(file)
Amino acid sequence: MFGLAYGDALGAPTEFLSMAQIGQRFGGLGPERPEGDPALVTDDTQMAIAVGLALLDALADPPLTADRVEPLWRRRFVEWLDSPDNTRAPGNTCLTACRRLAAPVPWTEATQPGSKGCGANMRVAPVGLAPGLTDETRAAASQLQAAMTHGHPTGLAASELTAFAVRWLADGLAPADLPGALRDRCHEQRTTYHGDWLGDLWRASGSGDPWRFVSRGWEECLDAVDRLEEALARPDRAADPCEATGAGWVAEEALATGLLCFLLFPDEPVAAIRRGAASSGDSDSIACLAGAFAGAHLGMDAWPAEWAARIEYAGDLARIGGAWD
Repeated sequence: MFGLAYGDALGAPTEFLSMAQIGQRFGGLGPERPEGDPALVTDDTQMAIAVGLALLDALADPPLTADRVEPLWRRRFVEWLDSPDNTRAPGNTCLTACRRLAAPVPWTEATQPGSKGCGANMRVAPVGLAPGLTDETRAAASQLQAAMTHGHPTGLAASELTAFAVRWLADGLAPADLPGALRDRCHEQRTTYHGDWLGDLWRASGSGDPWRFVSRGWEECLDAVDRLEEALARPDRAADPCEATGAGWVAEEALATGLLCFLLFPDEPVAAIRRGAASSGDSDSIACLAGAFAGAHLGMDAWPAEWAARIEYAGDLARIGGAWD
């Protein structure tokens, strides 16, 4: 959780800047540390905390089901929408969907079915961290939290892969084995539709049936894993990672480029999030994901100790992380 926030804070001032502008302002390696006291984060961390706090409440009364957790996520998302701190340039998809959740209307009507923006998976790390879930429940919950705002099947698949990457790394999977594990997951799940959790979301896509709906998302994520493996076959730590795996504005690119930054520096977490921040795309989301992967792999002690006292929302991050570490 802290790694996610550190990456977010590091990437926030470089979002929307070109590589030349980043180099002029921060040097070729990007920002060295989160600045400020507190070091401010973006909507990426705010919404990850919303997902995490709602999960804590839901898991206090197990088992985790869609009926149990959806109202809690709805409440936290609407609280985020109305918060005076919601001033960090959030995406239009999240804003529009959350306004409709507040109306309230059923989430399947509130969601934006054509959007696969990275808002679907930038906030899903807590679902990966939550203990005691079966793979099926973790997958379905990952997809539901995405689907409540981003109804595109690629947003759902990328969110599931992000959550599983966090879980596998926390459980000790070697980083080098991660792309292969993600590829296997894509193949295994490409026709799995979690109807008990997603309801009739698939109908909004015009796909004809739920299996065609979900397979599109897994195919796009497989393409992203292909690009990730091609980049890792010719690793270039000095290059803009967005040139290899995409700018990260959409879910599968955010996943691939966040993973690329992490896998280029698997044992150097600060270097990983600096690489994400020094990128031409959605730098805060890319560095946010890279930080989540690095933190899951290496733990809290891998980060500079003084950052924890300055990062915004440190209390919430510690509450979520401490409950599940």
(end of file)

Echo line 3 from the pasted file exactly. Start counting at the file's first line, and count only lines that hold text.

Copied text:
């Protein structure tokens, strides 16, 4: 959780800047540390905390089901929408969907079915961290939290892969084995539709049936894993990672480029999030994901100790992380 926030804070001032502008302002390696006291984060961390706090409440009364957790996520998302701190340039998809959740209307009507923006998976790390879930429940919950705002099947698949990457790394999977594990997951799940959790979301896509709906998302994520493996076959730590795996504005690119930054520096977490921040795309989301992967792999002690006292929302991050570490 802290790694996610550190990456977010590091990437926030470089979002929307070109590589030349980043180099002029921060040097070729990007920002060295989160600045400020507190070091401010973006909507990426705010919404990850919303997902995490709602999960804590839901898991206090197990088992985790869609009926149990959806109202809690709805409440936290609407609280985020109305918060005076919601001033960090959030995406239009999240804003529009959350306004409709507040109306309230059923989430399947509130969601934006054509959007696969990275808002679907930038906030899903807590679902990966939550203990005691079966793979099926973790997958379905990952997809539901995405689907409540981003109804595109690629947003759902990328969110599931992000959550599983966090879980596998926390459980000790070697980083080098991660792309292969993600590829296997894509193949295994490409026709799995979690109807008990997603309801009739698939109908909004015009796909004809739920299996065609979900397979599109897994195919796009497989393409992203292909690009990730091609980049890792010719690793270039000095290059803009967005040139290899995409700018990260959409879910599968955010996943691939966040993973690329992490896998280029698997044992150097600060270097990983600096690489994400020094990128031409959605730098805060890319560095946010890279930080989540690095933190899951290496733990809290891998980060500079003084950052924890300055990062915004440190209390919430510690509450979520401490409950599940």